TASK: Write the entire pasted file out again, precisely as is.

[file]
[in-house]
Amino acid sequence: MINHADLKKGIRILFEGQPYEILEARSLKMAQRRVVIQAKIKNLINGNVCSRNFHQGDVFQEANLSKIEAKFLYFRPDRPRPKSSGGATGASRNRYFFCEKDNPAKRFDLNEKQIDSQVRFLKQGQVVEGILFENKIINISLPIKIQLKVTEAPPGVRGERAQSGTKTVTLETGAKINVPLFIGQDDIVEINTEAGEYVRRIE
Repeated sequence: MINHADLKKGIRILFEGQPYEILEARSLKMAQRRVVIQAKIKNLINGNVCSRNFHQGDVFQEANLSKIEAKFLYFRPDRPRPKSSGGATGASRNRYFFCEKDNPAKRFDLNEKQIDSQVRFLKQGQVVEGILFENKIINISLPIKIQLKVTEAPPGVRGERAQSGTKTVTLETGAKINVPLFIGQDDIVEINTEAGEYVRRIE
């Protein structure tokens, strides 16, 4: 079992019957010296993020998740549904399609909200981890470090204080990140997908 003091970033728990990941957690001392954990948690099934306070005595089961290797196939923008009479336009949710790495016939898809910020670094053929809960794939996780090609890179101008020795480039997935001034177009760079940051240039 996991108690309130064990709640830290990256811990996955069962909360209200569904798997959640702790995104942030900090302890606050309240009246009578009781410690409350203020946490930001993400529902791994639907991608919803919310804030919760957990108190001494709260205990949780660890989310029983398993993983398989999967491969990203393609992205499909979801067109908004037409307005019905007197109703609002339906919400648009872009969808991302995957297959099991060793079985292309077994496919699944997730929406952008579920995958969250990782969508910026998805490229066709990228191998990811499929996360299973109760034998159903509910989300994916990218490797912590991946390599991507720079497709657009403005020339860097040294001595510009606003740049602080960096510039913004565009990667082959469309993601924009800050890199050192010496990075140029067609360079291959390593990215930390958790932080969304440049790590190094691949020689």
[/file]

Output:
[in-house]
Amino acid sequence: MINHADLKKGIRILFEGQPYEILEARSLKMAQRRVVIQAKIKNLINGNVCSRNFHQGDVFQEANLSKIEAKFLYFRPDRPRPKSSGGATGASRNRYFFCEKDNPAKRFDLNEKQIDSQVRFLKQGQVVEGILFENKIINISLPIKIQLKVTEAPPGVRGERAQSGTKTVTLETGAKINVPLFIGQDDIVEINTEAGEYVRRIE
Repeated sequence: MINHADLKKGIRILFEGQPYEILEARSLKMAQRRVVIQAKIKNLINGNVCSRNFHQGDVFQEANLSKIEAKFLYFRPDRPRPKSSGGATGASRNRYFFCEKDNPAKRFDLNEKQIDSQVRFLKQGQVVEGILFENKIINISLPIKIQLKVTEAPPGVRGERAQSGTKTVTLETGAKINVPLFIGQDDIVEINTEAGEYVRRIE
């Protein structure tokens, strides 16, 4: 079992019957010296993020998740549904399609909200981890470090204080990140997908 003091970033728990990941957690001392954990948690099934306070005595089961290797196939923008009479336009949710790495016939898809910020670094053929809960794939996780090609890179101008020795480039997935001034177009760079940051240039 996991108690309130064990709640830290990256811990996955069962909360209200569904798997959640702790995104942030900090302890606050309240009246009578009781410690409350203020946490930001993400529902791994639907991608919803919310804030919760957990108190001494709260205990949780660890989310029983398993993983398989999967491969990203393609992205499909979801067109908004037409307005019905007197109703609002339906919400648009872009969808991302995957297959099991060793079985292309077994496919699944997730929406952008579920995958969250990782969508910026998805490229066709990228191998990811499929996360299973109760034998159903509910989300994916990218490797912590991946390599991507720079497709657009403005020339860097040294001595510009606003740049602080960096510039913004565009990667082959469309993601924009800050890199050192010496990075140029067609360079291959390593990215930390958790932080969304440049790590190094691949020689």